President Donald Trump told reporters Wednesday that he would not authorize the release of his tax returns after Democrats in the House sent a letter to the Internal Revenue Service, requesting the president's records.
"Not gonna do it while I'm under audit," Trump said at the White House Wednesday morning before he departed for a trip to Texas. "There is no law, as you know, I got elected last time with the same issue and while I'm under audit, I won't do it. If I'm not under audit, I would do it, I have no problem with it, but while I'm under audit, I would not give my taxes."
At issue is a 1920s-era law known as Section 6103 which allows three people on Capitol Hill - the Senate Finance Committee chairman, the head of the Joint Committee on Taxation and the chairman of the House Ways and Means committee - to request any individual's tax information for "legislative purposes."
The chairman of the House Ways and Means Committee Rep. Richard Neal (D-MA), set a Wednesday deadline for IRS Commissioner Charles Rettig to provide six years of Trump's personal and business tax returns by Wednesday. A refusal by the agency would likely trigger a court battle between the White House and Congress.
The law was written in response to the Teapot Dome Scandal, a bribery scandal that enveloped President Warren G. Harding's administration from 1921 to 1923. The law gives subpoena power to those three individuals in Congress to review tax records without regard to elected or appointed position.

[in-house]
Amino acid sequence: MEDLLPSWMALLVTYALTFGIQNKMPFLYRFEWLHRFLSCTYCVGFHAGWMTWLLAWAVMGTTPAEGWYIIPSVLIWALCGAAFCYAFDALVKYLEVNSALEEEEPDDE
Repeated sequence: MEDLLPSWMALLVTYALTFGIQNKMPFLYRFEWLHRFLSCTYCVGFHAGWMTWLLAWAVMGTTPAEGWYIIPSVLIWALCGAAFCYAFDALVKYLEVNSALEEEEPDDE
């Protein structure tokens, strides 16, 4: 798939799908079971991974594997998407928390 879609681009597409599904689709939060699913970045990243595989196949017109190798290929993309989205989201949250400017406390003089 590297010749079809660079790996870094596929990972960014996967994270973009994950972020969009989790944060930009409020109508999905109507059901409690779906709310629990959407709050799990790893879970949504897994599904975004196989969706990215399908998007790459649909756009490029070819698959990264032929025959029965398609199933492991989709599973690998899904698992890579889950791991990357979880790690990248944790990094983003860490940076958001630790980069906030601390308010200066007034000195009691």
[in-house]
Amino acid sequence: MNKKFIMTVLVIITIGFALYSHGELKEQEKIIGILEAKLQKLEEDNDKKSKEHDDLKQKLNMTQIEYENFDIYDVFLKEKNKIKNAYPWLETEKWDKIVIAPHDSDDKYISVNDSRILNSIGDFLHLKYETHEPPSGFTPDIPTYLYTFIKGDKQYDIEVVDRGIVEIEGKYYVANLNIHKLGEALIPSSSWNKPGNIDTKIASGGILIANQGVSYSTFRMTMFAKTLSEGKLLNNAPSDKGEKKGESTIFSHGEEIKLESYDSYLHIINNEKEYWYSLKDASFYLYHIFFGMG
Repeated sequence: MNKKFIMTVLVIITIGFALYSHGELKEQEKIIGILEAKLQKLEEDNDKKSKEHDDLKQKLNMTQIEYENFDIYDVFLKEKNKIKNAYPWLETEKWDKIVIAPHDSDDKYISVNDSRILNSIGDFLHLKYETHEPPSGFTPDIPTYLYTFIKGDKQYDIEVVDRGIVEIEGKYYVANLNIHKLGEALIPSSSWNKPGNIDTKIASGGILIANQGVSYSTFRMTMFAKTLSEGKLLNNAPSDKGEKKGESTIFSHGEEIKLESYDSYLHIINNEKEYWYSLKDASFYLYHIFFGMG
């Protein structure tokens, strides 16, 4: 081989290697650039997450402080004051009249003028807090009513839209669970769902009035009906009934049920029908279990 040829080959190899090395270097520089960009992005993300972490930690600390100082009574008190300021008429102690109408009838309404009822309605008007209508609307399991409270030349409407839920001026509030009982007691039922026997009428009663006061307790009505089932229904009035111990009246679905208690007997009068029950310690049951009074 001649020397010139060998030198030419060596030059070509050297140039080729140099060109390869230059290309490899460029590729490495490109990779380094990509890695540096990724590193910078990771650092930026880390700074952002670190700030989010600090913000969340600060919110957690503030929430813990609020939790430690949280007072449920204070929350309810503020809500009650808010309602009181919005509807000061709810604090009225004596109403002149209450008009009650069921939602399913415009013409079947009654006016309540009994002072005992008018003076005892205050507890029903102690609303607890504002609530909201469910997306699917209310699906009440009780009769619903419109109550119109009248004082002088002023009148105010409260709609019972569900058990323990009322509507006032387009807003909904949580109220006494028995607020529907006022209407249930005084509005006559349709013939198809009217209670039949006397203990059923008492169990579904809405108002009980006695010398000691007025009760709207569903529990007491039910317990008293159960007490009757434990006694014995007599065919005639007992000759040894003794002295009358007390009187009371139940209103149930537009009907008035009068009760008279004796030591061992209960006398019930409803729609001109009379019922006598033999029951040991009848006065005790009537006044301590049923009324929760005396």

In a letter sent to the IRS last week, Trump's lawyer William Consovoy, objected to Neal's request arguing that the president's tax returns should be protected by privacy.
"This request is a transparent effort by one political party to harass an official from the other party because they dislike his politics and speech," Consovoy wrote.
At a hearing Tuesday, Treasury Secretary Steve Mnuchin said he would "comply with the law" but did not confirm what the Treasury Department would do next.
"I just want to be very clear. ... I have said that I will comply with the law. I have not made a comment one way or another whether we would supply the tax returns. I want to be very clear on that. We have said we will comply with the law."
Trump has repeatedly asserted that he will not release his tax returns while under audit. Past presidents, including Presidents Barack Obama and George W. Bush both released their returns during their time in office.
"I built a great company, one of the best companies, I have some of the greatest assets in the world, I did a good job, and now, frankly, I don't care about them, I only care about the United States," Trump said Wednesday. "But I have no obligation to do that while I'm under audit. And no lawyer would tell you to release your tax returns while you're under audit."
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